The most likely scenario is that the duopoly will give way to a more heterogeneous mobile operating system landscape. There is evidence that already in 2013 the market will enter a new phase with more relevant mobile app platforms which would be the beginning of the end of the duopoly.
Compared to the world today, where most of the app publishers and developers are concentrating on iOS and Android, the need for adding at least Windows Phone and BlackBerry to the “served platform list” will increase over the next 2 years. If companies want to reach out to the community of early adopters they would even have to include new OS platforms like Ubuntu or Jolla to the list.
Adding HTML5 makes 7 platforms to watch and/or maintain. That is good news for the app development industry and multi-platform tool vendors but starts to become a real management task for companies trying to reach their customers with the help of mobile apps.
By comparing and evaluating different sources, the “Smartphone App Market Monitor” seeks to provide the most comprehensive picture of the app market available. the market monitor is designed to support internal discussions and business decisions, content is presented as much as possible in graphs and tables to make a key tool for any app publisher, app developer, app store and platform owner.
More information about this report and a free sample are available at http://www.giiresearch.com/report/r2g254556-smartphone-app-market-monitor-vol-7.html
Friday, April 12th, 2013
The convenience and mobility benefits afforded by tablet computers are showing no signs of slowing interest after record unit shipments and revenues were reported by device vendors in 2012.
In 2013, approximately 150 million tablets (up 38% year-over-year) are forecasted to ship globally worth an estimated $64 billion (up 28% from 2012) in potential end-user revenues, according to market intelligence firm ABI Research.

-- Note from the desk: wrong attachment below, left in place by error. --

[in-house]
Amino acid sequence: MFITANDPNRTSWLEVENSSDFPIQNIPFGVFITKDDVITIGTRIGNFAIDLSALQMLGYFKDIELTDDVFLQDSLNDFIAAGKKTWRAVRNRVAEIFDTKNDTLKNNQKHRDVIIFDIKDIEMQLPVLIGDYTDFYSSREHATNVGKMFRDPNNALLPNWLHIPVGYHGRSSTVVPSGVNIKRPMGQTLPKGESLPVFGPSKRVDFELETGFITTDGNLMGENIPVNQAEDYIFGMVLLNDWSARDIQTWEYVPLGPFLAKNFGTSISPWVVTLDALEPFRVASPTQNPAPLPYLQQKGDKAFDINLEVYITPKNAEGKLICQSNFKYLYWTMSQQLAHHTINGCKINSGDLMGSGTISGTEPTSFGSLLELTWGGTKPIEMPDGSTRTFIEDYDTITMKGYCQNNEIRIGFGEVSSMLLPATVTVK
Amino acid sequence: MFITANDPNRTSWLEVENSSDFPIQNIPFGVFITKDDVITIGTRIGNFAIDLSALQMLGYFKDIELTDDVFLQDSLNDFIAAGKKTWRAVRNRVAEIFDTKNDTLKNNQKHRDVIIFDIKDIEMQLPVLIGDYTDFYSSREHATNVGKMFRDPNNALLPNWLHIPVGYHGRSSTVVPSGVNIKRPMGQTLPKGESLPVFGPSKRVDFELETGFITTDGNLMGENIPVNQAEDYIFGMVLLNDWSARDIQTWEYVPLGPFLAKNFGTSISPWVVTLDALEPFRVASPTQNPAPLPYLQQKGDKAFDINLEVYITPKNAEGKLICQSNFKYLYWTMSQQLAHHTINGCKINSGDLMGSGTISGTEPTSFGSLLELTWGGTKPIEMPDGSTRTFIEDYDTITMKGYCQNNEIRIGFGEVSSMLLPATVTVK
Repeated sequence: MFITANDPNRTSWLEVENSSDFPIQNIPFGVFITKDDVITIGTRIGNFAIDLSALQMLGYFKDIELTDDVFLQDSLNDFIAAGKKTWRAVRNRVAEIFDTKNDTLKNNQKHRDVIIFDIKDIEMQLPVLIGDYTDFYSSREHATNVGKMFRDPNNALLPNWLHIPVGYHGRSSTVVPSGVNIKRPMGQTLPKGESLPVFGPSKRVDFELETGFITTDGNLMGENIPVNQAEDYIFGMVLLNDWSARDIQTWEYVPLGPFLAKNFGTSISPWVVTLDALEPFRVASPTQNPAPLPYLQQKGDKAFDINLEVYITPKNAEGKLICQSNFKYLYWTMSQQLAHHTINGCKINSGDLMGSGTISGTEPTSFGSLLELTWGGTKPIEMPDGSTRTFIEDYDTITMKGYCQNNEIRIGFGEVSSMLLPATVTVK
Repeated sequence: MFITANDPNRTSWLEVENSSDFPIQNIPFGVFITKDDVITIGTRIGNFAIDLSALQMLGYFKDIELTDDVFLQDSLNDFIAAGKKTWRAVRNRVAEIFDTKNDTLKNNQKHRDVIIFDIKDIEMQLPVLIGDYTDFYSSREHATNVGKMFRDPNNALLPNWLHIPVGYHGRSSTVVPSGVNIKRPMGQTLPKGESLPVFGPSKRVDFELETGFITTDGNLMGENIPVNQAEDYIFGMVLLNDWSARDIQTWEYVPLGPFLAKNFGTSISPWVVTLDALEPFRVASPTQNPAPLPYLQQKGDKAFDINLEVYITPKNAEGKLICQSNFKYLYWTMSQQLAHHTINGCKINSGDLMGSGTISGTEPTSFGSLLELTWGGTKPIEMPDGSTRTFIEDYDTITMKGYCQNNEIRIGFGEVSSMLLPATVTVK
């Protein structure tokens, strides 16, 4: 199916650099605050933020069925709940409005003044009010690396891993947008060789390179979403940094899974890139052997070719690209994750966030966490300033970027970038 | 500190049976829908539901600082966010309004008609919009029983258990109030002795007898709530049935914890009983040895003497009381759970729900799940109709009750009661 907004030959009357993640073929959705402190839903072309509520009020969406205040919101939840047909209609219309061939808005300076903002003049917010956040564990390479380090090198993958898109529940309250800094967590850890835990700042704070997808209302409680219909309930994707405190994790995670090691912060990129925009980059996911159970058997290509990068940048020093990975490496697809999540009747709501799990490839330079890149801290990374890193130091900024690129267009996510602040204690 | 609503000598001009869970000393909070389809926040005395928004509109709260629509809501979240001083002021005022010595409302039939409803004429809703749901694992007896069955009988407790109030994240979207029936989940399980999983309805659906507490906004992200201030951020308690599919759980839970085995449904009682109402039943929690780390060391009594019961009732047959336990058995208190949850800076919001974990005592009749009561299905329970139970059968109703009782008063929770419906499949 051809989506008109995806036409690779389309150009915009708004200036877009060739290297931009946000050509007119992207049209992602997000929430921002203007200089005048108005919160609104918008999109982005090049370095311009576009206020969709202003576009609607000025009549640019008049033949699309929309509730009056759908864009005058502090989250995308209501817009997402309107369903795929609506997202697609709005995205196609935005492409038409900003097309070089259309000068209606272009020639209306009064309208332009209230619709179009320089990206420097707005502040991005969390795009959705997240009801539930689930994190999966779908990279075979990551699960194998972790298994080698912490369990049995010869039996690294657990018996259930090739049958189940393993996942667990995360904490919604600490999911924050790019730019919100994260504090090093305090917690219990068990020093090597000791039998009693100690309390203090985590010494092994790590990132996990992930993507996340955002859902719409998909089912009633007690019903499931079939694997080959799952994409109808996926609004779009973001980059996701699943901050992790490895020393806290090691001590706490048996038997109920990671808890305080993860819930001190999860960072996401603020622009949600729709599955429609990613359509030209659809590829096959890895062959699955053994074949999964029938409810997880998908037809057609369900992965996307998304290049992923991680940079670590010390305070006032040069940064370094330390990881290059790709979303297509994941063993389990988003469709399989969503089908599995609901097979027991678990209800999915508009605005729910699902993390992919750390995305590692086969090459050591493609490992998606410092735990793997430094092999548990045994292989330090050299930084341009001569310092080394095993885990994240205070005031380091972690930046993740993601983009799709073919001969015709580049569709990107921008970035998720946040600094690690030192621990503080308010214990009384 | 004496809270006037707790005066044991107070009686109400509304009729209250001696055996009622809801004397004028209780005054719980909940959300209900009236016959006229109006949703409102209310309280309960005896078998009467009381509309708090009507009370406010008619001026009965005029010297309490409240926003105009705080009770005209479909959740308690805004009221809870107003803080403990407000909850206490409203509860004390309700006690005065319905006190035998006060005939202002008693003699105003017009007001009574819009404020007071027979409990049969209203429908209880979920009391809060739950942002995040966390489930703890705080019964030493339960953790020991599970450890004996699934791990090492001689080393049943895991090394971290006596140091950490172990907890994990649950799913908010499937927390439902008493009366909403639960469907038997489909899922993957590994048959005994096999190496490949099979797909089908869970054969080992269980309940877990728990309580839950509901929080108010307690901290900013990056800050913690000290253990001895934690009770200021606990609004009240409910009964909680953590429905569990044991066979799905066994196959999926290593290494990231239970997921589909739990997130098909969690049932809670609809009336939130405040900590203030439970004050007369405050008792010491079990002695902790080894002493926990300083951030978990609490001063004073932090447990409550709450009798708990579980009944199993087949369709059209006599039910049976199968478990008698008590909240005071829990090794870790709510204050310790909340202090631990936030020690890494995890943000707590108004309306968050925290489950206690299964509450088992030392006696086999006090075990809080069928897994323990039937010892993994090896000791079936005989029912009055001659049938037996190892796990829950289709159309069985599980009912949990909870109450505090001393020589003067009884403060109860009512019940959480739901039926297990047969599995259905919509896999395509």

Apple shipped 60 percent of total
So far, Apple has reigned since the introduction of its iPad in 2010, though Samsung and others continue to erode its early success.
About 60% of last year’s tablet shipments used Apple’s iOS operating system software while 37% were based on Google’s Android OS (or development forks of Android, such as found on Amazon’s Kindle Fire slates).
The remaining 3% OS share consisted of Windows (Windows 7, 8, or RT), BlackBerry Tablet OS, and unidentified OS implementations.
Tide turning toward Android
“The tide is definitely turning toward Android-based tablets, though Apple will not slouch as it feels the competition approaching,” says mobile devices senior practice director Jeff Orr.
“The iPad mini was a timely introduction in 2012, though ABI Research remains cautious about the bottom line impact this is having for Apple.
Here at the TechJournal, we think the late Steve Jobs was wrong when he said tablets needed those 10-inch screens. The 7-inch models are much handier and with the exception of all those regular sized iPad sales, we think they’ll dominate the market.
Personally, while we enjoy our Kindle Fire, we are waiting to see what Google offers in its upcoming new Nexus 7 tablet release expected in July. We suspect Apple will release an updated iPad mini in the not too distant future as well.